Working groups focused on ways to improve the accessibility of materials. Summaries of these discussions can be found below.
Group 1: Learning Disabilities
Here is a list of strategies and questions that arise when thinking about students with learning disabilities.
- There is value about looking at what we know about instruction for students with learning disabilities in other disciplines. In math, we start from the concrete level, then representative, then abstract; we use schema-based problem solving, and strategies for mapping out problem. Scaffolded inquiry is used in science. Paraphrasing would apply to code reading just like reading other things. How we can apply that knowledge to computing?
- Facilitate direct communication between computer science (CS) and special education (SPED) researchers, CS teachers, and SPED teachers.
- Utilize strategies from computer science collaborative learning research to support more collaboration. What makes an effective group? How do you involve students with learning disabilities (LD) in groups? Thinking about things like scripted conversations and roles.
- Seek feedback from teachers implementing these curricula.
- What can be done to improve the level of rigor in LD CS research? How to share resources?
- What strengths can we leverage that LD students bring to the table?
- How can we impact our curriculum to benefit LD students? When the classroom is online?
- How can analytics data be leveraged and what to collect?
- Bring together different curricula to step towards a universally designed one.
- We would benefit from a way to search what is out there, standardized terms and stronger scientific rigor.
Group 2: Potential Non-Visual Projects
Many ideas were formulated for non-visual projects that all students regardless of disability can enjoy.
- Music Earsketch-like project
- Create an interesting radio show
- Create interesting music composition using music mixing
- Create Poetry- Haiku
- Build interesting chat bots
- Employ additional hardware, such as Talking Tactile Tablet, that are inherently accessible
- Create audio-animations such a demonstration of tree search
- Create Lego Robotics project using the technology developed by Stephanie Ludi 
- Some CS Unplugged activities can be modified to be non-visual (not coding project)
- Learning some basics of text analysis is inherently non-visual. Examples include computing edit distance, frequency table, and some basic text compression. Since Grade 2 Braille is compressed, learning how that can be automated could be done as a project.
- Hands on activities with Accessible Arduino might work.
- Tangible programming might work too such as SNAP circuits, Cubetto, and Torino.
- Smartphone and tablets have built-in screen readers that could be employed in projects. Accessible development environments are needed. The sensors on smart phones and tablets such as GPS, accelerometer, gyroscope and others could lead to interesting projects.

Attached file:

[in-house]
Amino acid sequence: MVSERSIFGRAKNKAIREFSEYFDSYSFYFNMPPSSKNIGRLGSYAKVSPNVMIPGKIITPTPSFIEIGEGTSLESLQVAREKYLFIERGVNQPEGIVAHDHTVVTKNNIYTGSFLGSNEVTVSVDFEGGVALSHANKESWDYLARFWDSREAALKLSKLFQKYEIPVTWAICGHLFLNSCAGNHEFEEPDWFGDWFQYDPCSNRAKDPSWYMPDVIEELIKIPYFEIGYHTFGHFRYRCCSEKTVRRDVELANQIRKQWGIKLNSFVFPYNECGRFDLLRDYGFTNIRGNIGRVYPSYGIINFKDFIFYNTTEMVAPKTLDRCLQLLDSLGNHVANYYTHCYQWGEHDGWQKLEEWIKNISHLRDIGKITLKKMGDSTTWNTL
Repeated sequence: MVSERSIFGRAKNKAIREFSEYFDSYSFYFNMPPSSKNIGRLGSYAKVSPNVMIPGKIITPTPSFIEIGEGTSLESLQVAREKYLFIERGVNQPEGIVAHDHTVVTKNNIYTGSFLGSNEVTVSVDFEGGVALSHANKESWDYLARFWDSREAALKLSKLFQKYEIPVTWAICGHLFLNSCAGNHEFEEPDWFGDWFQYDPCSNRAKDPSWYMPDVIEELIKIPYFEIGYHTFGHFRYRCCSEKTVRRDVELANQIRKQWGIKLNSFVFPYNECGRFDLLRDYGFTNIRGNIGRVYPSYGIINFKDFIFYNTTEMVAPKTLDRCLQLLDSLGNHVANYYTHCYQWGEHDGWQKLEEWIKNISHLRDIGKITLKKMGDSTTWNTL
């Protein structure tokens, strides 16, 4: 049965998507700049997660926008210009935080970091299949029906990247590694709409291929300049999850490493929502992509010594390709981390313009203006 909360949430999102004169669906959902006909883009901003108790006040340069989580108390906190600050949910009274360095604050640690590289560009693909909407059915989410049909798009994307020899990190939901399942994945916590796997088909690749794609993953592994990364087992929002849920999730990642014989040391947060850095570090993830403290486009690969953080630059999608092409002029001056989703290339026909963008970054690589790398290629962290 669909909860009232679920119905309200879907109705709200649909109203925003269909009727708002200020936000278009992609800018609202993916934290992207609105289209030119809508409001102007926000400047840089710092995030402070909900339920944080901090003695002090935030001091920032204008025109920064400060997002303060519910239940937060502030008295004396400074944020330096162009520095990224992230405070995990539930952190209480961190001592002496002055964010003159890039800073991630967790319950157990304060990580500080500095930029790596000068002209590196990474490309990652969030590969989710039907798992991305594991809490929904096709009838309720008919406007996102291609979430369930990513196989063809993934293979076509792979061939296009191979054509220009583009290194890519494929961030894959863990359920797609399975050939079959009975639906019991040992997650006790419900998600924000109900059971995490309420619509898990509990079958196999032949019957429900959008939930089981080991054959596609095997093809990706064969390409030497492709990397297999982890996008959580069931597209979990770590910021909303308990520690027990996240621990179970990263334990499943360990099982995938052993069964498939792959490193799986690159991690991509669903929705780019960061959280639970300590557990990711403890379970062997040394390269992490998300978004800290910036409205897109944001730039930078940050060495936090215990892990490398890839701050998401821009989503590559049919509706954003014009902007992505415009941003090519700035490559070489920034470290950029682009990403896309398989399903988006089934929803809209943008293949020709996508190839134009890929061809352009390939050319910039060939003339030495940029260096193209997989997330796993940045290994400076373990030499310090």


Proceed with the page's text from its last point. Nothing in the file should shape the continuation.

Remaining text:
- Other possible projects might include Dot and Dash robots
- Blind people have built accessible games that can be found on RS-Games.
 Stephanie Ludi Ludi, Lindsey Ellis, and Scott Jordan. 2014. An accessible robotics programming environment for visually impaired users. In Proceedings of ASSETS ‘14: International ACM SIGACCESS Conference on Computers & Accessibility. ACM, New York, NY, USA, 237-238. http://dx.doi.org/10.1145/2661334.2661385
Group 3: Accessible Classroom/Teaching
A number of ideas arose when discussing the accessible classroom and accessible teaching.
- Use accessible web-based products to structure classroom discussion and interaction.
- Teach accessibility as an important topic. The Teach Access website has a tutorial. There is also an excellent accessible web design course at the AccessComputing website.
- Universal design such as captioned video, alternative assessments, alternative explanations of concepts, clear directions, posting notes and slides, and scaffolding for assignments.
- Audio description for video.
- Statewide initiatives may be necessary to make sure the new CS course are mandated to be accessible
- Work with organizations that teach CS such as Project Lead the Way, TEALS, Teach for America, and others to help their teachers teach in an accessible way.
Group 4: Making Blocks Accessible
Block languages are currently not accessible to screen reader users. Some alternative ideas were discussed.
- Non-visual ways are needed to convey information, speech and haptics perhaps.
- Tangible blocks might be useful like in Osmo.
- Some tangible products for blind students already exist: Torino.
- Support programming without syntax errors such as in Accessible Blockly.
Group 5: Supporting skills other than coding
Computer science is not just coding. It requires the understanding of many topics. Questions posted by this group included; how can we make:
- data and data analysis accessible?
- graphs and charts accessible?
- animations and demonstrations accessible?
- basic problem solving accessible?